Fish and Ghosts
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Fish and Ghosts by Rhys Ford

Fish and Ghosts is another trapped-in-a-haunted-house story, but in this book one hero owns the place while the other is a professional skeptic. Tristan’s family hires Wolf Kinkaid to prove Tristan’s crazy so they can get their hands on his money, but the thing is, he’s as sane as they are. His house really is haunted – though he thinks the ghost hunter is hella sexy. This book is a happy combination of scary bits and naughty bits and a whole lot of fun.

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Bitter Spirits by Jenn Bennett

In 1920’s San Francisco, Aida’s making her living as a medium at the Gris-Gris speakeasy. The thing is, she’s legitimately talented, and is really capable of summoning the dead. Winter’s a bootlegger with a curse problem, and it isn’t long before he has a thing for Aida too. Their chemistry is somewhere close to a 10 out of 10 (he has VERY big hands), the whodunit is fun to figure out, and I do love a good historical. Visiting the Roaring Twenties was a blast, making Bitter Spirits a terrific near-Halloween read.

There you have it. Seven Spooky Stories to keep you company while the little ones are fighting over Halloween candy. Hope you found at least a couple of them intriguing, and Happy Halloween!

I’m doing something scary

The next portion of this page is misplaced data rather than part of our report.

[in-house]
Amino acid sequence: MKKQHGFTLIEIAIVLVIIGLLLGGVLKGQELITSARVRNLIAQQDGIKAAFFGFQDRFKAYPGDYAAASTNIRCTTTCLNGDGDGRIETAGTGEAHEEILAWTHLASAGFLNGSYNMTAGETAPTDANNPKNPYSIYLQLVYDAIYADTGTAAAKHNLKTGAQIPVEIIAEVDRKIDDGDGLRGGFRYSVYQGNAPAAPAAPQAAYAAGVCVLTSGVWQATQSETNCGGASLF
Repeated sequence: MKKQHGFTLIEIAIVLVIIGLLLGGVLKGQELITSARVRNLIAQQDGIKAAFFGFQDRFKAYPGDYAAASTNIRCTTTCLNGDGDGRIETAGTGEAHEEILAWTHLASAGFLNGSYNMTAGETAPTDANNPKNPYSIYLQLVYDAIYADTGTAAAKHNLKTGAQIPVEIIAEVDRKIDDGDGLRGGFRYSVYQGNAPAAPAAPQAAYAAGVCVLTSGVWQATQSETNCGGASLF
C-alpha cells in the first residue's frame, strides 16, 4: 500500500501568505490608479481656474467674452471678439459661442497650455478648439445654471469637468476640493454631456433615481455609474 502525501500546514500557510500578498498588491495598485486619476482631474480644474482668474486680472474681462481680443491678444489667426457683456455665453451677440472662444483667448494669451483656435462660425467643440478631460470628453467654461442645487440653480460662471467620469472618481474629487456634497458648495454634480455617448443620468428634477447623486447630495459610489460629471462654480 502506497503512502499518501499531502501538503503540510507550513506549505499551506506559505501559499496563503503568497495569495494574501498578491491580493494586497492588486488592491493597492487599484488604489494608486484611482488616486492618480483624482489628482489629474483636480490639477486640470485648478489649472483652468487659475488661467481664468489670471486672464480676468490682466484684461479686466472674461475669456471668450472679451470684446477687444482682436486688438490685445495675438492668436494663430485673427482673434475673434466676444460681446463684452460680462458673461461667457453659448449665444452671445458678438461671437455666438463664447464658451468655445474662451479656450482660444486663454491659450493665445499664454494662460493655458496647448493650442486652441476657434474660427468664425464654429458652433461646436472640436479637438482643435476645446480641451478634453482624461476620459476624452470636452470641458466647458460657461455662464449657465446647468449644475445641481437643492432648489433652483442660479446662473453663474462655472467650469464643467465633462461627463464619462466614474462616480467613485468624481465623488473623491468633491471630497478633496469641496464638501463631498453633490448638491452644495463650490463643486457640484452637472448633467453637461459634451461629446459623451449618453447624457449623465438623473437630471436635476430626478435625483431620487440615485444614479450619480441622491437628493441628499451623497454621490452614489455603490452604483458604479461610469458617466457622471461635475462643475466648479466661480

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That’s right, my tiny beach town, Ventura, has their own Comic Con – Central Coast Comic Con, or C4 for short – and it is this month. The last weekend of the month to be exact and little ol’ me will be attending as an author.

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I will have my very own table in Artists’ Alley with stacks and stacks of books surrounding me, ready for signing and sale. I have my special, color-coordinated Sharpies. I have buttons and bookmarks and I’ll have candy to entice passersby. I have little stands to make my books more visible. I have my magic card swiper and a cash box all ready. I have my outfits pretty much planned out – including a shirt advertising the trilogy I’m hawking. I even have tiny Moo business cards.

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I am ready!

And I am FREAKING OUT.

I can’t believe how nervous I am. I’m questioning what the hell was I thinking when I told Kris, the head honcho of C4, that I wanted to attend when he said they love having locals there.

Why, why did I sign up? I AM SO PANICKED.

I don’t know what I’m doing. I’ve never done anything like this before. I have this horrible fear that I’m gonna lug in 55 copies of my books Friday morning only to lug out 55 copies of my books Sunday afternoon because I am going to sit there for three days with no one stopping by my table. Maybe they’ll take a free bookmark and a piece of candy but then they’ll mosey on down the alley.

I’m not an artist who can take commissions and sell them. I’m not a comic book author. I’m not very well known – most of my readers who have actively reached out to me seem to be in England and on the East Coast. What the hell was I thinking?!

But I’m doing it. Even if I don’t sell one book. Even if all I get out of the weekend is a selfie with Doug Jones or sitting on Baby (the Impala from Supernatural – yes one of the actual cars the boys sat in on the show), because I’m definitely trying for that. I’m doing it because maybe it’ll be good exposure, maybe I’ll make some contacts, maybe I will sell one copy of my books to someone who really, really loves them and that’ll make it worth all this anxiety. Right?

So yeah, if you’re anywhere nearby that weekend, come down, it’s way less intimidating that SDCC and it should be a good time. Also, I’ll have candy.

Five Reasons to Watch Puella Magi Madoka Magica